For today’s DigiLit Sunday, I’m sharing a post I had written a long time ago about virtual tours in my Social Studies classroom.  There are many more such opportunities these days across different content areas, opportunities that lend themselves to rich cross-curricular learning experiences. 

Our sixth grade social studies curriculum spans the forming of the United States of America all the way to the end of the Civil War – there is a LOT of important and interesting ground to cover.  We meet and learn about  so many fascinating people, and I try very hard to make these figures from long ago come alive for my students. We study paintings, we read excerpts from journals, speeches and letters,  and we investigate what other people have thought of and written about Thomas Jefferson, or Abraham Lincoln or John Adams.
My sixth graders have become pretty adept at working with text sources, but our social studies class really comes alive when I introduce them to these virtual tours.  How better to learn about George Washington or Thomas Jefferson than to visit their homes, check out the things they collected and the way they chose to go about their daily lives?
The “General House Tour” at Monticello  is by far the most detailed virtual tour I have found.  Curator Susan Stein guides you room by room, stopping to explain details and point out the significance of artifacts.  Did you know, for instance, that Jefferson’s daughter mapped out the lay out and position of every painting and piece of furniture as placed by Jefferson himself?  And good thing she did: the Monticello we visit today looks exactly the way it did when Jefferson lived there because of this map!  A few summers ago, I “toured” Monticello virtually myself and created a trail map of things to take note of – this gives their visit some structure, although they are free to investigate further with a click on this or that item they find particularly interesting.  Thanks to Stacey Shubitz, I learned about Thinglink (a site that allows you to make your images interactive) during our March SOLSC, and I plan to have my students choose items of particular interest at Monticello to label with their thinking.Monticello Virtual Tour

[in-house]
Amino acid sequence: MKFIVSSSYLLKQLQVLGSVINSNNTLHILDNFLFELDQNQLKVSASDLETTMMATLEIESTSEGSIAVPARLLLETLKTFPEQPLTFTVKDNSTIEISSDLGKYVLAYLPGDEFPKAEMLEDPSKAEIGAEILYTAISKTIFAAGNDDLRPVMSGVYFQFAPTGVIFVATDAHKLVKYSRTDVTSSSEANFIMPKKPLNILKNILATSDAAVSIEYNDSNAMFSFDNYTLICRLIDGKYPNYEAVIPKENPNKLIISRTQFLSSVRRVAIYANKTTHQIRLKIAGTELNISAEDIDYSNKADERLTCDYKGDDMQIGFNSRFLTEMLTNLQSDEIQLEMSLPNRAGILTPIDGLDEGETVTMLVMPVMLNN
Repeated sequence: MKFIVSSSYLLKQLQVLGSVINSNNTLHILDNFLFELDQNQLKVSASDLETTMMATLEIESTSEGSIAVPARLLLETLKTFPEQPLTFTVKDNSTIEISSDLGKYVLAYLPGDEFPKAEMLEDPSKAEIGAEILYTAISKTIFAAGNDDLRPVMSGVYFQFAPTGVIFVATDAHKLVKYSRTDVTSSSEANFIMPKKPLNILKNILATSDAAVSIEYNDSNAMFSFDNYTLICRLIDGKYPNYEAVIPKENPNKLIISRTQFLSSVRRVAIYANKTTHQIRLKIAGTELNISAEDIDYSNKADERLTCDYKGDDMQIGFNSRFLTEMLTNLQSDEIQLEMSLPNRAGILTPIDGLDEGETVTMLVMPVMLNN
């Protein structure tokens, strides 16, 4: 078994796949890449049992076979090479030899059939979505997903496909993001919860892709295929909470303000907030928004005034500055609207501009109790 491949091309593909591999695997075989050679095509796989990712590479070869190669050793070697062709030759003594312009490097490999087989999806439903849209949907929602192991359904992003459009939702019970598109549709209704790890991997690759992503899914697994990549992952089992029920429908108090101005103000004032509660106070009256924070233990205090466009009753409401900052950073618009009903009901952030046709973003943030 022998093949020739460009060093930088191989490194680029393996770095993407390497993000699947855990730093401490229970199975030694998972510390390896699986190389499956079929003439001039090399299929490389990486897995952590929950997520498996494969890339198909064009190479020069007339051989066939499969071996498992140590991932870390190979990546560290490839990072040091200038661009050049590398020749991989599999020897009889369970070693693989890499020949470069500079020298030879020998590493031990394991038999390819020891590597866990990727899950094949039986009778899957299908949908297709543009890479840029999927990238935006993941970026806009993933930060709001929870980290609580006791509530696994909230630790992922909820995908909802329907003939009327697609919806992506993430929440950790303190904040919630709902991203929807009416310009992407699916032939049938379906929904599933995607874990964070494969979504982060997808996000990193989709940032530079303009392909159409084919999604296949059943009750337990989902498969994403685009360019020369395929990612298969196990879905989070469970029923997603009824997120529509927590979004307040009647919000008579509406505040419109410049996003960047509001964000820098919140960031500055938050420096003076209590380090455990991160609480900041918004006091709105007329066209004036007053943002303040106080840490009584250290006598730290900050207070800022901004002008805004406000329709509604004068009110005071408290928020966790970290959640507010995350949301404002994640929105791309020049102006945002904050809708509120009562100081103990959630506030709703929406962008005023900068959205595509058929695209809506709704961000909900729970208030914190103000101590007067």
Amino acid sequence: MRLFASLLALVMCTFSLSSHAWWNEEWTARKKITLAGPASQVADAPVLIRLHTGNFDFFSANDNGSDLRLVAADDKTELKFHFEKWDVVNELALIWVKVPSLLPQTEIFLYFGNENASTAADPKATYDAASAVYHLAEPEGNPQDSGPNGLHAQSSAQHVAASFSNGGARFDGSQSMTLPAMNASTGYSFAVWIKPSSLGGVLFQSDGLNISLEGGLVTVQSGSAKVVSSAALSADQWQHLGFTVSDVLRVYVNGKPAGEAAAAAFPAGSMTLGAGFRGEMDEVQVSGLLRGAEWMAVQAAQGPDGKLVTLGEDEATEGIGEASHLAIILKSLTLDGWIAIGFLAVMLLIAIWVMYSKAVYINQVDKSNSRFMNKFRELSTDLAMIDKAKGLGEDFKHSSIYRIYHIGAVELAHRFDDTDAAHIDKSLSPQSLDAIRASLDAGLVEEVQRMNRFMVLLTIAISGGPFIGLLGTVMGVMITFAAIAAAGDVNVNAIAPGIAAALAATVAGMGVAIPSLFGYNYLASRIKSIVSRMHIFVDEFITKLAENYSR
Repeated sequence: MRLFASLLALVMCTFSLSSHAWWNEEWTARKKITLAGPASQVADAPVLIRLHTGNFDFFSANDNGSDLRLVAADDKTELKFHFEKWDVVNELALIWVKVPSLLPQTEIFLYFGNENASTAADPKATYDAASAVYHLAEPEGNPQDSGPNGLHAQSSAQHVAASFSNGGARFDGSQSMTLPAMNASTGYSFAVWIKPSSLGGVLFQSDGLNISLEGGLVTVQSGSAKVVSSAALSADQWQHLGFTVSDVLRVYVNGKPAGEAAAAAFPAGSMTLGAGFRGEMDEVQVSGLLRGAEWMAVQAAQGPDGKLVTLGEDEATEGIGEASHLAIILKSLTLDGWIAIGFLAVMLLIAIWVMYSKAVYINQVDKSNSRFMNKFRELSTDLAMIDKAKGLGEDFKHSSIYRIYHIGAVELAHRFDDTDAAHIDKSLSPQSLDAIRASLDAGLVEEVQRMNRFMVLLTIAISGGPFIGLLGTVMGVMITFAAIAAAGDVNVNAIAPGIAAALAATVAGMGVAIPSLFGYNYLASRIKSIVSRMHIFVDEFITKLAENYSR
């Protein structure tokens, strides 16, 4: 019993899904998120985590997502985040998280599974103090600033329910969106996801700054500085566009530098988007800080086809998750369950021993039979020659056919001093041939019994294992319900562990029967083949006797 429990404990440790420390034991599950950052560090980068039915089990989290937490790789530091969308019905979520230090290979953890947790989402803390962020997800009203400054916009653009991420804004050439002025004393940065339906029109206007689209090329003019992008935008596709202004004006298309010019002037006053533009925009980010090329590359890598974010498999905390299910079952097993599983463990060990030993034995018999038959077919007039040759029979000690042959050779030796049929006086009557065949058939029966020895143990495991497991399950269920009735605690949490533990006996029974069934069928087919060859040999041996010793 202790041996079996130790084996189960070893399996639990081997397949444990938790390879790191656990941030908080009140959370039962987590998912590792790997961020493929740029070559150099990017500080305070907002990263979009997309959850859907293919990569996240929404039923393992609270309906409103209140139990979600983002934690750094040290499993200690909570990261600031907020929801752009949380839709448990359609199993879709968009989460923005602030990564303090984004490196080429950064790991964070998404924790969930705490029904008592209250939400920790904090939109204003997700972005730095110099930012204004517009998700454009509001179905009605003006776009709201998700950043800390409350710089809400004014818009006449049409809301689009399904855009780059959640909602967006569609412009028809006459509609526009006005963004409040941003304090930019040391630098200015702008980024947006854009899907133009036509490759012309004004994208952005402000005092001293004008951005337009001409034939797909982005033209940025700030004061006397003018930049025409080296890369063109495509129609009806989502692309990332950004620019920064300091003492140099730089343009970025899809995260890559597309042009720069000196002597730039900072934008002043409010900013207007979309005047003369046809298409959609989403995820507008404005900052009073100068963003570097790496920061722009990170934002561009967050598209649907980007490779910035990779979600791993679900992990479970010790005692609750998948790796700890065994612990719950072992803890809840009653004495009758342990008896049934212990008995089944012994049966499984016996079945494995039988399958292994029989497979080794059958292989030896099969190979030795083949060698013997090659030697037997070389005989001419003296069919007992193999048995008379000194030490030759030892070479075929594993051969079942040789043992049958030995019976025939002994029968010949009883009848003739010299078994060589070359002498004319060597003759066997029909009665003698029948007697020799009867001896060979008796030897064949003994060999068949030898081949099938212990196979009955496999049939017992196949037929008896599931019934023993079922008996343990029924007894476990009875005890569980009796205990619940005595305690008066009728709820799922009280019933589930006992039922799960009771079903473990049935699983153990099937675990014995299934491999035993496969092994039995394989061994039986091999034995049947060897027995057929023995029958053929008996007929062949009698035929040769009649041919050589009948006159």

One of our favorite activities is to get together at the end of our tours and write a letter to Mr. Jefferson, asking a question or two or commenting about something we were amazed about. The best part about this…he writes back!  No matter how much we’ve read about Jefferson, I feel that my students really feel they know him so much better, and find him so much more interesting, after this activity.
Mount Vernon, George Washington’s plantation on the Potomac River, offers  another magnificent virtual tour.  Although this one does not offer an expert tour guide, the captions are detailed and filled with interesting information.  Wide angle shots and panoramic views of each room allow students to study objects and paintings up close, and they can plot their own path from room to room and floor to floor.  For this particular virtual tour, my students create guide books of their own, describing and listing points of interest and note.  A  new program is now offered at Mount Vernon: a chance to video conference with “the people that lived with our nation’s first president.” How cool is that?!